this trend definitely undermined our troops' battle efficiency.

Q. How do you justify your failure as a military commander and do you
accept responsibility for the Pakistan army's humiliating surrender in
East Pakistan?

A. Our 45,000 troops were fighting against half a million Indian
troops, lakhs of Mukti Bahinis (Bengali freedom fighters supported by
India) and a hostile Bengali population. I actually needed around
300,000 troops to simply combat insurgency. By that time, we were
already cut from the base but still fighting without any respite.

If Hamood thought we were on a picnic, he should have joined us. Let
me make it clear that the army fought bravely under my command in East
Pakistan. However, it was an unabated power struggle, which finally
led to the 1971 debacle, especially when the barrel of the gun blocked
the transfer of power.

The 1971 imbroglio was the outcome of an unabated struggle for power
between Yahya, Mujib (founder of the Awami League, Sheikh Mujibur
Rehman) and Bhutto (former Pakistan prime minister, Zulfikar Ali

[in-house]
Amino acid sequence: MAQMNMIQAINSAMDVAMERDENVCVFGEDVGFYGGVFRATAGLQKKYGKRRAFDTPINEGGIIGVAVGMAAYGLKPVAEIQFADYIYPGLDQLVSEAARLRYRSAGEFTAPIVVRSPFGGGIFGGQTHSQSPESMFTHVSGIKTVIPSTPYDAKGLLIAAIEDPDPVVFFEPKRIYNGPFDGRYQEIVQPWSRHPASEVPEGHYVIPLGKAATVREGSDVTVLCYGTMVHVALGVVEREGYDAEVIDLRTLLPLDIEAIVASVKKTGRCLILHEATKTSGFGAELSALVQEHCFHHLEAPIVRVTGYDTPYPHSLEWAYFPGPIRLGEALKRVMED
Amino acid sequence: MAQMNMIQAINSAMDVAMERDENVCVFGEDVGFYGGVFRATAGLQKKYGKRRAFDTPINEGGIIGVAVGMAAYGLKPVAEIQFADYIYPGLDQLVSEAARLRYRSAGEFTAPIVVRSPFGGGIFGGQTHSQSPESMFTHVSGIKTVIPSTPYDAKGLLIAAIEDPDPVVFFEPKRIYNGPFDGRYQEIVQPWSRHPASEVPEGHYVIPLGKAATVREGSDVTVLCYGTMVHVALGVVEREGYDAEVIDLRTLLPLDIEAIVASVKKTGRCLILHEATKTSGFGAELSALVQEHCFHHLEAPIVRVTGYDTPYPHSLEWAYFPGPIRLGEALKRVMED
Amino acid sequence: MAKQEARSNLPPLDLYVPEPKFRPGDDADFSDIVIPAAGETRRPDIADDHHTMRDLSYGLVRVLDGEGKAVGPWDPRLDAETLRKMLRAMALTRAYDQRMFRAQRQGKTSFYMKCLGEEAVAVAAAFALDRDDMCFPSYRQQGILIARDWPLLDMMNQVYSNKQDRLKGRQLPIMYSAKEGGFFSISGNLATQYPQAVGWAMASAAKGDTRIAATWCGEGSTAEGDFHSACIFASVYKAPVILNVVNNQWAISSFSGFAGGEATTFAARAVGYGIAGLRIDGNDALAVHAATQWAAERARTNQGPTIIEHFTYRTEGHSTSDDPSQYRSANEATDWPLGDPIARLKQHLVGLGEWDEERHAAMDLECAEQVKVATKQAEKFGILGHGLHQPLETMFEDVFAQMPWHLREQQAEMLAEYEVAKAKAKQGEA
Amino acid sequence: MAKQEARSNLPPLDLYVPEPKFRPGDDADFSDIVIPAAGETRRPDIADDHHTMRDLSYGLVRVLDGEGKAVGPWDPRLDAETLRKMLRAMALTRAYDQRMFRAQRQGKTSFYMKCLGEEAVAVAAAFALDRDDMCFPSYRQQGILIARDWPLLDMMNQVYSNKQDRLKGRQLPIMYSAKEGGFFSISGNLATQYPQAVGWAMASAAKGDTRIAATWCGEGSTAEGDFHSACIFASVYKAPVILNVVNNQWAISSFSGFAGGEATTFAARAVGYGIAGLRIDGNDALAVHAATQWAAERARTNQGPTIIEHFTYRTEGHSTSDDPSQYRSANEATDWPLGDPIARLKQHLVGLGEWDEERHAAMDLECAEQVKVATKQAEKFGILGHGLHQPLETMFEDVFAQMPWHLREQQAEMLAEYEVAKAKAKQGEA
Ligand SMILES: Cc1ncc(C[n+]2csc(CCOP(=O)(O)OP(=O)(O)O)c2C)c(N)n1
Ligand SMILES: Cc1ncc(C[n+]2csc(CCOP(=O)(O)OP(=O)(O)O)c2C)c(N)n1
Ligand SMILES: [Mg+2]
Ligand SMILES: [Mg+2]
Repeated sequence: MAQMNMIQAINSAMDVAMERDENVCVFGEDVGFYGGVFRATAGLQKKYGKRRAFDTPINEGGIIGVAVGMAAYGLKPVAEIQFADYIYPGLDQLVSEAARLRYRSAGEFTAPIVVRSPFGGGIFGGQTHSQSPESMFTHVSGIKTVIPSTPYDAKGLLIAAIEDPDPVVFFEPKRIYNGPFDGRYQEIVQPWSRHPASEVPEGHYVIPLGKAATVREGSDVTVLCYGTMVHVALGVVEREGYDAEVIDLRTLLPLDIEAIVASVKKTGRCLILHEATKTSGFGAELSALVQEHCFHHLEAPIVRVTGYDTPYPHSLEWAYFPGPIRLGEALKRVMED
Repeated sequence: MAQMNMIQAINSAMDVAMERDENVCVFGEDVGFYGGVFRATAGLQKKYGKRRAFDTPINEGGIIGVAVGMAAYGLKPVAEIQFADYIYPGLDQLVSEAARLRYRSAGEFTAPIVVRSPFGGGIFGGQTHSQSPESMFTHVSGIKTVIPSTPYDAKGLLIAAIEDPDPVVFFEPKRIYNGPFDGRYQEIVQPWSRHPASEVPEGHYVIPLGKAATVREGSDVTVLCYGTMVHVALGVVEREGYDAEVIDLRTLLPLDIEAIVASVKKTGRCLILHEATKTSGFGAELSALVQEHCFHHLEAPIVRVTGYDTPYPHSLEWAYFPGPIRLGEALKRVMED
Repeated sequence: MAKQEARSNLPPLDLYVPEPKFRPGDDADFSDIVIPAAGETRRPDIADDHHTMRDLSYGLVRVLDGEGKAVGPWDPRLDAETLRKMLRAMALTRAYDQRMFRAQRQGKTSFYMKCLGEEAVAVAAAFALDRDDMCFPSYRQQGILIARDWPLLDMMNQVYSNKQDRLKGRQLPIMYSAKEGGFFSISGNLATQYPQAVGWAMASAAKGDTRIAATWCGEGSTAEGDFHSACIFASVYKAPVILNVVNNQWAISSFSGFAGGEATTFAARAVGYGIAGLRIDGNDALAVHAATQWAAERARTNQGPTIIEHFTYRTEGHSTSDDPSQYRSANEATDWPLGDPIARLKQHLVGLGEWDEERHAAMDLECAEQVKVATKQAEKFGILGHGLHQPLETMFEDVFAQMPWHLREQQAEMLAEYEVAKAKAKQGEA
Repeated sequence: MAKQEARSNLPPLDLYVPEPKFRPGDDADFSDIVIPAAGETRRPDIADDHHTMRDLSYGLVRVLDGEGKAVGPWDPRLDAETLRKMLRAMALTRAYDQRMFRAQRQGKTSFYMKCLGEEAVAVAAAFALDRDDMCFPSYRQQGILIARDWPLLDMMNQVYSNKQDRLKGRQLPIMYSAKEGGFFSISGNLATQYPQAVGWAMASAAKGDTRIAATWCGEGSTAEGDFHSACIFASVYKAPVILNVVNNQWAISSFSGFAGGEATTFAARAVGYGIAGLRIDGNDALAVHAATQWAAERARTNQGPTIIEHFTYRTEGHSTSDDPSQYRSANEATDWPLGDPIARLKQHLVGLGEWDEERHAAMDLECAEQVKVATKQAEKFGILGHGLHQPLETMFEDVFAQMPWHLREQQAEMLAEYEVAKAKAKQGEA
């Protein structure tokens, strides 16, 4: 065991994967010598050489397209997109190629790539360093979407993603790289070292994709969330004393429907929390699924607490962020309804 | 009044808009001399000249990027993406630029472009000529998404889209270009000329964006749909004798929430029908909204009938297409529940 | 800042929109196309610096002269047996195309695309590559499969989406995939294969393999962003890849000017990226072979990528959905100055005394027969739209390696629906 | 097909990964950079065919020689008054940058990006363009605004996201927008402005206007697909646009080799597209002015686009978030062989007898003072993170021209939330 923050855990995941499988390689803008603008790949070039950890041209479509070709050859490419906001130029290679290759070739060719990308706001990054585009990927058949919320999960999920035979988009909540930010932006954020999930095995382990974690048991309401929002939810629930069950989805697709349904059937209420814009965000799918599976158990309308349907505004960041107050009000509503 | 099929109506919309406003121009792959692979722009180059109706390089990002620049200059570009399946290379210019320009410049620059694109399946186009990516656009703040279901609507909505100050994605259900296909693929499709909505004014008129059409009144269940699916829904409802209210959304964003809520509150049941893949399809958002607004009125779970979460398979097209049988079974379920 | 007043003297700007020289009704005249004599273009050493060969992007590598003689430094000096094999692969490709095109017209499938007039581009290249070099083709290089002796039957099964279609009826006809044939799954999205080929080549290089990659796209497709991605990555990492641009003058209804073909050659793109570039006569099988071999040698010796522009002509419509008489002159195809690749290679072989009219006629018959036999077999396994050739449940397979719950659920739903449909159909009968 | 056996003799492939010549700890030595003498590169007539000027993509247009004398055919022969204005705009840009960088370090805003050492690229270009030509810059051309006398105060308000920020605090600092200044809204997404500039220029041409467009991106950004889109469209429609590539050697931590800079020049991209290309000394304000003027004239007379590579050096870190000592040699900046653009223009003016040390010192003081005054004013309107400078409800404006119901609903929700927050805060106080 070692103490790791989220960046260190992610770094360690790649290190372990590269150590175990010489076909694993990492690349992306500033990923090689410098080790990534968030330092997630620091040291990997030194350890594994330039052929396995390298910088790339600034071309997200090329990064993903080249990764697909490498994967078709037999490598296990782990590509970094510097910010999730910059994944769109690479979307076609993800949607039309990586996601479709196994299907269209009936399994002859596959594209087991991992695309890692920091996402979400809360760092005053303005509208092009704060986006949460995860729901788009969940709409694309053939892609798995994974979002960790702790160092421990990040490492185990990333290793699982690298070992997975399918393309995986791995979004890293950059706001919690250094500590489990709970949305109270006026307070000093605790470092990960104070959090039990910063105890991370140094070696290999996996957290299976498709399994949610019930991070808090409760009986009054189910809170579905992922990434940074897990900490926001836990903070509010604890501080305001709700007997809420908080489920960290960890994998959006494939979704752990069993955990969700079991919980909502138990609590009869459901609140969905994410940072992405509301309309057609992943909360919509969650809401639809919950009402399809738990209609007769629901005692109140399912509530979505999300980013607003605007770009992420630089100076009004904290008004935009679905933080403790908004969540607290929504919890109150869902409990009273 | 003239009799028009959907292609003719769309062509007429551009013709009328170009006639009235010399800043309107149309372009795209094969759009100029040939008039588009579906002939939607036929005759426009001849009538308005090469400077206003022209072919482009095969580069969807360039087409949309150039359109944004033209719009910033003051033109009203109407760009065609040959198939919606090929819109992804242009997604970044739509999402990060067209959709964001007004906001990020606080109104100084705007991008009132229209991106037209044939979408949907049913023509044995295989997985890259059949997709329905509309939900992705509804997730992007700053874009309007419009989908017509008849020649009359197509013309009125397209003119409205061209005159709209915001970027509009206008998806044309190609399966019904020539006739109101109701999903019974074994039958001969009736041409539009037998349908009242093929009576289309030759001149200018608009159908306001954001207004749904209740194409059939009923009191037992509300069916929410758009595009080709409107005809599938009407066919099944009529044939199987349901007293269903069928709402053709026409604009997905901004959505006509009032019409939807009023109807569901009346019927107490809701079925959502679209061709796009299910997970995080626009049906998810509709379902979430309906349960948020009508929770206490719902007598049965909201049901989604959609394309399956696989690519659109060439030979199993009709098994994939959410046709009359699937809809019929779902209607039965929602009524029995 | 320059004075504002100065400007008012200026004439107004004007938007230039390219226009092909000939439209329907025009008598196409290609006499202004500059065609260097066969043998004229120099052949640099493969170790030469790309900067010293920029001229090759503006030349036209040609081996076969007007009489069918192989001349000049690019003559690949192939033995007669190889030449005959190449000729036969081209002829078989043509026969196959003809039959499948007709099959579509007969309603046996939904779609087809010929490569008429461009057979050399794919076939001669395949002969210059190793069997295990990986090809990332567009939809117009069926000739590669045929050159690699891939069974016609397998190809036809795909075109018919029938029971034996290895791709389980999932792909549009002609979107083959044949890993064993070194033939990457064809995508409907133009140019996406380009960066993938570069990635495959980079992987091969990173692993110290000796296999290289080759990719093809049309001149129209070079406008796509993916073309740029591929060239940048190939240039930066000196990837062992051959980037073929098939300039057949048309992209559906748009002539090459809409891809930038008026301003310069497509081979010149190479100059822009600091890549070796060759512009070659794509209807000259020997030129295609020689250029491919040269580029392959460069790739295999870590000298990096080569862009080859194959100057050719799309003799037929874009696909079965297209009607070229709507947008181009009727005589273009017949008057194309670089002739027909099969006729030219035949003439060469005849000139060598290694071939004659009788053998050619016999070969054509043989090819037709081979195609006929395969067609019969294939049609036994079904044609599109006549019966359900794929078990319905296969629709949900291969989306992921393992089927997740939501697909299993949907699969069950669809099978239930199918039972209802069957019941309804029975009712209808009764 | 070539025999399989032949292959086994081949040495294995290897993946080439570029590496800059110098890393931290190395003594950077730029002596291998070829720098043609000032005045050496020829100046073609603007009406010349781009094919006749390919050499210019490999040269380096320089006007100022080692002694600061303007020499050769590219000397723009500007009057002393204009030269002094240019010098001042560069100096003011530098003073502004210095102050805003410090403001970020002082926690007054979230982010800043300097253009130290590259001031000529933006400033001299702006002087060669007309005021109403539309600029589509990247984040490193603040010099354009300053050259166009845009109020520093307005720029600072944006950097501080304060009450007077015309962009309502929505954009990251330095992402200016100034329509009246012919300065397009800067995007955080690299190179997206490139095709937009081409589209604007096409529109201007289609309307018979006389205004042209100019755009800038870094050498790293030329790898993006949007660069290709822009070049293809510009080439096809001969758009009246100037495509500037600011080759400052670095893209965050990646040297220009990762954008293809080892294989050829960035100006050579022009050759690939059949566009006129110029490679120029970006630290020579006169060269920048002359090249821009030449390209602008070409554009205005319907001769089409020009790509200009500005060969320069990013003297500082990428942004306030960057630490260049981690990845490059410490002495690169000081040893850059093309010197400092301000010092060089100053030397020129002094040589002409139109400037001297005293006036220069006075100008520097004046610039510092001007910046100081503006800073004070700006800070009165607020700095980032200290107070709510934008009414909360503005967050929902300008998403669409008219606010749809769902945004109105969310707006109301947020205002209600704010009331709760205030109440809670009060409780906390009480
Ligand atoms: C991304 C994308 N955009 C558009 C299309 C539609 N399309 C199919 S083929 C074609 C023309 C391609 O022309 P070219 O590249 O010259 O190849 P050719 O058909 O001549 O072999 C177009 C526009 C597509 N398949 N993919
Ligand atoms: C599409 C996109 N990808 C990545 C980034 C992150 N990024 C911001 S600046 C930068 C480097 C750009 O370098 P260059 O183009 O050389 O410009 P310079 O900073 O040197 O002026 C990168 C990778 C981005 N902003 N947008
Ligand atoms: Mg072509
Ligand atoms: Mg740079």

Bhutto). Yahya wanted to retain power while Bhutto wanted to attain
it. This was despite the fact that Sheikh Mujib's Awami League had
emerged victorious and he should have been handed over the government.
Bhutto's fiery speeches were not mere rhetoric, but the actions of a
desperate man vying for power at any cost. Had power been transferred
to Mujib, Pakistan would have remained united. However, it is pity
that the commission absolved Bhutto of any blame.

Part II

Q. The commission recommended that a coterie of generals be publicly
tried for the 1971 debacle. However, General Tikka, Sahibzada Yaqoob
Ali Khan (former commander of Eastern Command) and Rao Farman Ali
(advisor to Niazi) were exonerated. Were they were innocent?

A. I don't agree with the commission's act of exonerating these three.
It is surprising that no responsibility for the break-up of Pakistan
has been apportioned to Tikka, Yaqoob and Farman. In fact, Yaqoob's
inaction as commander of the eastern command resulted in aggravating
the situation in East Pakistan. Having messed up everything, Yaqoob
deemed it fit to desert his post and resign, while taking cover behind
his conscience. He should have been sent to the gallows for betraying
the nation. Yahya demoted him. However, Bhutto restored his rank and
sent him as ambassador to the USA. What a prize for desertion!

The Hamoodur Commission exculpated him, thus paving ground for